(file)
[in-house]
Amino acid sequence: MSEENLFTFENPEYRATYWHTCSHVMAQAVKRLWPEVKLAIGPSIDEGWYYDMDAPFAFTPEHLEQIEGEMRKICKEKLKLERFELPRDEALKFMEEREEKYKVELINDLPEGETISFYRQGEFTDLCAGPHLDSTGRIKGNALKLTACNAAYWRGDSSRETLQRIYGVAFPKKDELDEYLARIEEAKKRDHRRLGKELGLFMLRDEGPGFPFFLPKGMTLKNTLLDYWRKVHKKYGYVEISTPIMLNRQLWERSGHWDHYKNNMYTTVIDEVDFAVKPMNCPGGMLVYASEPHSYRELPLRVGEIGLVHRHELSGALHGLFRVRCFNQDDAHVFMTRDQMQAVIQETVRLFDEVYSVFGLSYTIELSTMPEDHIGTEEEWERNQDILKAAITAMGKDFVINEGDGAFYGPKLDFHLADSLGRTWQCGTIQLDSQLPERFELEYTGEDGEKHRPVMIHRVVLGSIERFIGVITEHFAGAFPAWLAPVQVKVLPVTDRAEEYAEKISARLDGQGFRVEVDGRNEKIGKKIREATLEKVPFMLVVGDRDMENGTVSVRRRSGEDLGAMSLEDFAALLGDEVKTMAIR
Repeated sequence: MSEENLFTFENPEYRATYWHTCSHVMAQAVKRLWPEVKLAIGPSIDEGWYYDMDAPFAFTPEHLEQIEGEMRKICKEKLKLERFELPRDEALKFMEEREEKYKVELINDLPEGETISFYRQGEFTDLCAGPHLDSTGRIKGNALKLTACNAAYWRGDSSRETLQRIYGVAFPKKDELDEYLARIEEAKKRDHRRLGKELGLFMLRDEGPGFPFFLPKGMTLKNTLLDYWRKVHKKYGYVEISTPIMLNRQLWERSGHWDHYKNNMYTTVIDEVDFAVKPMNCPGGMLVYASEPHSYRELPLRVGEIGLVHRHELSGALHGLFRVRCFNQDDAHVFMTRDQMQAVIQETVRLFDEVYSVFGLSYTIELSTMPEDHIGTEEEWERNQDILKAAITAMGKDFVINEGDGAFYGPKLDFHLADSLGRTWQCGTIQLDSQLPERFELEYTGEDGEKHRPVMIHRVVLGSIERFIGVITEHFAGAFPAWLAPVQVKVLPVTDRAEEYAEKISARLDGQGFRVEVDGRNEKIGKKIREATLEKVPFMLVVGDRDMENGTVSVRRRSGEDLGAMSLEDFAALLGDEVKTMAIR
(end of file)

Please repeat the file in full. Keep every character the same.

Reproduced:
[in-house]
Amino acid sequence: MSEENLFTFENPEYRATYWHTCSHVMAQAVKRLWPEVKLAIGPSIDEGWYYDMDAPFAFTPEHLEQIEGEMRKICKEKLKLERFELPRDEALKFMEEREEKYKVELINDLPEGETISFYRQGEFTDLCAGPHLDSTGRIKGNALKLTACNAAYWRGDSSRETLQRIYGVAFPKKDELDEYLARIEEAKKRDHRRLGKELGLFMLRDEGPGFPFFLPKGMTLKNTLLDYWRKVHKKYGYVEISTPIMLNRQLWERSGHWDHYKNNMYTTVIDEVDFAVKPMNCPGGMLVYASEPHSYRELPLRVGEIGLVHRHELSGALHGLFRVRCFNQDDAHVFMTRDQMQAVIQETVRLFDEVYSVFGLSYTIELSTMPEDHIGTEEEWERNQDILKAAITAMGKDFVINEGDGAFYGPKLDFHLADSLGRTWQCGTIQLDSQLPERFELEYTGEDGEKHRPVMIHRVVLGSIERFIGVITEHFAGAFPAWLAPVQVKVLPVTDRAEEYAEKISARLDGQGFRVEVDGRNEKIGKKIREATLEKVPFMLVVGDRDMENGTVSVRRRSGEDLGAMSLEDFAALLGDEVKTMAIR
Repeated sequence: MSEENLFTFENPEYRATYWHTCSHVMAQAVKRLWPEVKLAIGPSIDEGWYYDMDAPFAFTPEHLEQIEGEMRKICKEKLKLERFELPRDEALKFMEEREEKYKVELINDLPEGETISFYRQGEFTDLCAGPHLDSTGRIKGNALKLTACNAAYWRGDSSRETLQRIYGVAFPKKDELDEYLARIEEAKKRDHRRLGKELGLFMLRDEGPGFPFFLPKGMTLKNTLLDYWRKVHKKYGYVEISTPIMLNRQLWERSGHWDHYKNNMYTTVIDEVDFAVKPMNCPGGMLVYASEPHSYRELPLRVGEIGLVHRHELSGALHGLFRVRCFNQDDAHVFMTRDQMQAVIQETVRLFDEVYSVFGLSYTIELSTMPEDHIGTEEEWERNQDILKAAITAMGKDFVINEGDGAFYGPKLDFHLADSLGRTWQCGTIQLDSQLPERFELEYTGEDGEKHRPVMIHRVVLGSIERFIGVITEHFAGAFPAWLAPVQVKVLPVTDRAEEYAEKISARLDGQGFRVEVDGRNEKIGKKIREATLEKVPFMLVVGDRDMENGTVSVRRRSGEDLGAMSLEDFAALLGDEVKTMAIR